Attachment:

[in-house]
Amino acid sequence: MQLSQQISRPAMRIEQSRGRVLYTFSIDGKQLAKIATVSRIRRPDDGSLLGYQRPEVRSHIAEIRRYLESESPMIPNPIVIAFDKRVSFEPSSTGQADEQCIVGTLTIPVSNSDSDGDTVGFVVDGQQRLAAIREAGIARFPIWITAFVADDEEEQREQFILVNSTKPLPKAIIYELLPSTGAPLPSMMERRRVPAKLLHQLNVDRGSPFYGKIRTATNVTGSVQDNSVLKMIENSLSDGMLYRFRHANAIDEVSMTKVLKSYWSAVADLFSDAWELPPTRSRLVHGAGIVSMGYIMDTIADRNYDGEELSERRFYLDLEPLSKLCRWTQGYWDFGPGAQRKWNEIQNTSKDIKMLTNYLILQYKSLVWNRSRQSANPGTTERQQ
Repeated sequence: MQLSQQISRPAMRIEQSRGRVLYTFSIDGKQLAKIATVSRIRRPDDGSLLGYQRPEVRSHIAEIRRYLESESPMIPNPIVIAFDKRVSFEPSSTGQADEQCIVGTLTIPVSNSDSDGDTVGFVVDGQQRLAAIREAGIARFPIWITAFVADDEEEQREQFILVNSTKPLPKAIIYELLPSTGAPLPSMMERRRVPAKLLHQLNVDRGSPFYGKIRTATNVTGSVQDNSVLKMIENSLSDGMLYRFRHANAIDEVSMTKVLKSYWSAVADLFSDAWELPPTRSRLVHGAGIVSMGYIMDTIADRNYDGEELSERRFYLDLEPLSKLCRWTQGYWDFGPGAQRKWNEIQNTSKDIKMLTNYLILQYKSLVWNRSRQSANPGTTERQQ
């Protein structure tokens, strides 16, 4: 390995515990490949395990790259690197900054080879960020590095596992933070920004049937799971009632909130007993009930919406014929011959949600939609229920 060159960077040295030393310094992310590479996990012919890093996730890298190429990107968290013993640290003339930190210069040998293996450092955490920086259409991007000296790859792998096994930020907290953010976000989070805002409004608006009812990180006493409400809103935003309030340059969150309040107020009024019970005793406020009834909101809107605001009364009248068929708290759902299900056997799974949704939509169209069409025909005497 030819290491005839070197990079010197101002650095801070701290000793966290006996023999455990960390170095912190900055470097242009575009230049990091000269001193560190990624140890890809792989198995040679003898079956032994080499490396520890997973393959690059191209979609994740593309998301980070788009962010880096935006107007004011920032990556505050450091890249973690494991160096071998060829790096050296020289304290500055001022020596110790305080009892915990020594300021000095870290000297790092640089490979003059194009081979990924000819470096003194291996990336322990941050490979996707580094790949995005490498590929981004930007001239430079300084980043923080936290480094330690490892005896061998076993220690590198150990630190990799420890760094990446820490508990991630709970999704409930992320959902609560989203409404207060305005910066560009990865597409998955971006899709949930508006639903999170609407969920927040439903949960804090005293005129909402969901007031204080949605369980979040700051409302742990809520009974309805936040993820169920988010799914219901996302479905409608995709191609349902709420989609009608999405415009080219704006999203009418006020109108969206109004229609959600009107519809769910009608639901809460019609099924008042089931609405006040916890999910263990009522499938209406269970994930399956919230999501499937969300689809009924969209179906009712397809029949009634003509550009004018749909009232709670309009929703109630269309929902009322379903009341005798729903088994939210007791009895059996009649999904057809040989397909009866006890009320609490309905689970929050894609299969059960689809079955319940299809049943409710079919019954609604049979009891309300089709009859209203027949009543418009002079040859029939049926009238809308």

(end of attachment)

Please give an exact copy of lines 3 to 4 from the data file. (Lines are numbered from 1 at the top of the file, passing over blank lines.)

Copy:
Repeated sequence: MQLSQQISRPAMRIEQSRGRVLYTFSIDGKQLAKIATVSRIRRPDDGSLLGYQRPEVRSHIAEIRRYLESESPMIPNPIVIAFDKRVSFEPSSTGQADEQCIVGTLTIPVSNSDSDGDTVGFVVDGQQRLAAIREAGIARFPIWITAFVADDEEEQREQFILVNSTKPLPKAIIYELLPSTGAPLPSMMERRRVPAKLLHQLNVDRGSPFYGKIRTATNVTGSVQDNSVLKMIENSLSDGMLYRFRHANAIDEVSMTKVLKSYWSAVADLFSDAWELPPTRSRLVHGAGIVSMGYIMDTIADRNYDGEELSERRFYLDLEPLSKLCRWTQGYWDFGPGAQRKWNEIQNTSKDIKMLTNYLILQYKSLVWNRSRQSANPGTTERQQ
């Protein structure tokens, strides 16, 4: 390995515990490949395990790259690197900054080879960020590095596992933070920004049937799971009632909130007993009930919406014929011959949600939609229920 060159960077040295030393310094992310590479996990012919890093996730890298190429990107968290013993640290003339930190210069040998293996450092955490920086259409991007000296790859792998096994930020907290953010976000989070805002409004608006009812990180006493409400809103935003309030340059969150309040107020009024019970005793406020009834909101809107605001009364009248068929708290759902299900056997799974949704939509169209069409025909005497 030819290491005839070197990079010197101002650095801070701290000793966290006996023999455990960390170095912190900055470097242009575009230049990091000269001193560190990624140890890809792989198995040679003898079956032994080499490396520890997973393959690059191209979609994740593309998301980070788009962010880096935006107007004011920032990556505050450091890249973690494991160096071998060829790096050296020289304290500055001022020596110790305080009892915990020594300021000095870290000297790092640089490979003059194009081979990924000819470096003194291996990336322990941050490979996707580094790949995005490498590929981004930007001239430079300084980043923080936290480094330690490892005896061998076993220690590198150990630190990799420890760094990446820490508990991630709970999704409930992320959902609560989203409404207060305005910066560009990865597409998955971006899709949930508006639903999170609407969920927040439903949960804090005293005129909402969901007031204080949605369980979040700051409302742990809520009974309805936040993820169920988010799914219901996302479905409608995709191609349902709420989609009608999405415009080219704006999203009418006020109108969206109004229609959600009107519809769910009608639901809460019609099924008042089931609405006040916890999910263990009522499938209406269970994930399956919230999501499937969300689809009924969209179906009712397809029949009634003509550009004018749909009232709670309009929703109630269309929902009322379903009341005798729903088994939210007791009895059996009649999904057809040989397909009866006890009320609490309905689970929050894609299969059960689809079955319940299809049943409710079919019954609604049979009891309300089709009859209203027949009543418009002079040859029939049926009238809308």